Thursday, May 17th, 2018

Is XP Unsuitable for a Diverse Team?

The discussion started on Twitter with this comment from Sarah Mei:

Wondering why all the agile/XP stuff (like pairing, TDD, etc) doesn’t seem to work for a heterogenous team?

It’s because they were developed by a bunch of white dudes. The practices assume the practitioners all have A LOT of built-in privilege.

This got a lot of reaction, as you might expect, with more heat than light evident. Much of that discussion was about what is and isn’t civil behavior on Twitter. I’m not going there because I think that ship sailed a long time ago and it’s not coming back.

I will say that I don’t believe issues of diversity in our software teams are a matter of politics. That is, “flaming liberal” I may be, but I nevertheless don’t expect intelligent conservatives to be opposed to inclusiveness, equal opportunity and respect for everyone in our companies and teams. Of course, I’m sometimes disappointed, but that happens with people who claim to share my political views as well. In the wild, neither liberals nor conservatives have cornered the market on treating people badly.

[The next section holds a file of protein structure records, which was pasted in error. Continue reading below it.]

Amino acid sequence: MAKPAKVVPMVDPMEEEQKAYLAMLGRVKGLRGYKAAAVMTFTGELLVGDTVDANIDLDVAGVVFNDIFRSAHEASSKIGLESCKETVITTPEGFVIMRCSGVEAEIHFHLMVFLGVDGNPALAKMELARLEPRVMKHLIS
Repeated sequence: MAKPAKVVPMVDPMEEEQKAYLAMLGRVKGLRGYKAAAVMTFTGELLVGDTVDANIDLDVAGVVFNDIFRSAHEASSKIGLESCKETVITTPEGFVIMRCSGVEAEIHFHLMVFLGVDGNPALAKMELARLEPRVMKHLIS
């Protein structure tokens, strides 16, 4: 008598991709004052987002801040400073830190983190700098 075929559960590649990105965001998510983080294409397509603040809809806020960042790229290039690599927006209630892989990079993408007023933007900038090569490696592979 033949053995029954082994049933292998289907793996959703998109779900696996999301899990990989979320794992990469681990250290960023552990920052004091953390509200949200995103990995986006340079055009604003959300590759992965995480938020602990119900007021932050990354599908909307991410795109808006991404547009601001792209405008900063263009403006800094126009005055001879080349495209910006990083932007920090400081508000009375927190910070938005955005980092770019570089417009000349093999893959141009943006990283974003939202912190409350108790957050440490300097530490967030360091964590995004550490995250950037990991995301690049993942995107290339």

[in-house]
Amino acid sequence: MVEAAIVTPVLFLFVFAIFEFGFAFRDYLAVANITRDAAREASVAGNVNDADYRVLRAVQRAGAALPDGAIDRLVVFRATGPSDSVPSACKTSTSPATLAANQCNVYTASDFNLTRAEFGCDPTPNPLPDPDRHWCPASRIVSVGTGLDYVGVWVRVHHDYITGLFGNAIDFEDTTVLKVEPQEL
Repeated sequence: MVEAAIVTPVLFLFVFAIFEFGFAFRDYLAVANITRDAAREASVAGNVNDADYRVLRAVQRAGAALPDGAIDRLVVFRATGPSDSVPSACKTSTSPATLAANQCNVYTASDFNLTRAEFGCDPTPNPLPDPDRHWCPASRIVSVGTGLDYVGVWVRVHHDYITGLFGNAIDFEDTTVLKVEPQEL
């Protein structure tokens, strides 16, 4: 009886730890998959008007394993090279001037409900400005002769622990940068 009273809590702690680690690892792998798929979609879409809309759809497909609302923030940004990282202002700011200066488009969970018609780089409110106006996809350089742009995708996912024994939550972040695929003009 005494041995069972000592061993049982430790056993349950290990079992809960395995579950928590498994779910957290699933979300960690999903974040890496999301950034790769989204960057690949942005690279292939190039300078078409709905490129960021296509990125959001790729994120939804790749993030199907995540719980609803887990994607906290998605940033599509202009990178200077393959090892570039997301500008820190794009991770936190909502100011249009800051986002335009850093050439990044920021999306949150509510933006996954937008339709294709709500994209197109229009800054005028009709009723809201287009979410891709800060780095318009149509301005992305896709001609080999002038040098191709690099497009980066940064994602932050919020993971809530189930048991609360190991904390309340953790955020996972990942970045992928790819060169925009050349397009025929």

Back on point… eventually I managed to find a Twitter essay by Sarah Mei that explained her position more fully. Someone has kindly put it together in one place here: I suggest reading it in full.

There’s stuff in there that strikes me as wrong or mis-stated, but other points that strike a chord. In any case, I think it’s a point of view that anyone taking XP seriously has to deal with.

A few minor things first:

1. The folks at Snowbird invented Agile as a term to describe the principles they held in common even though their individual methodologies were quite diverse.

2. Most of the problems Sara Mei describes seem to be around pairing, which is pretty much exclusively associated with XP. In this post, I’m sticking with what I know, which is XP.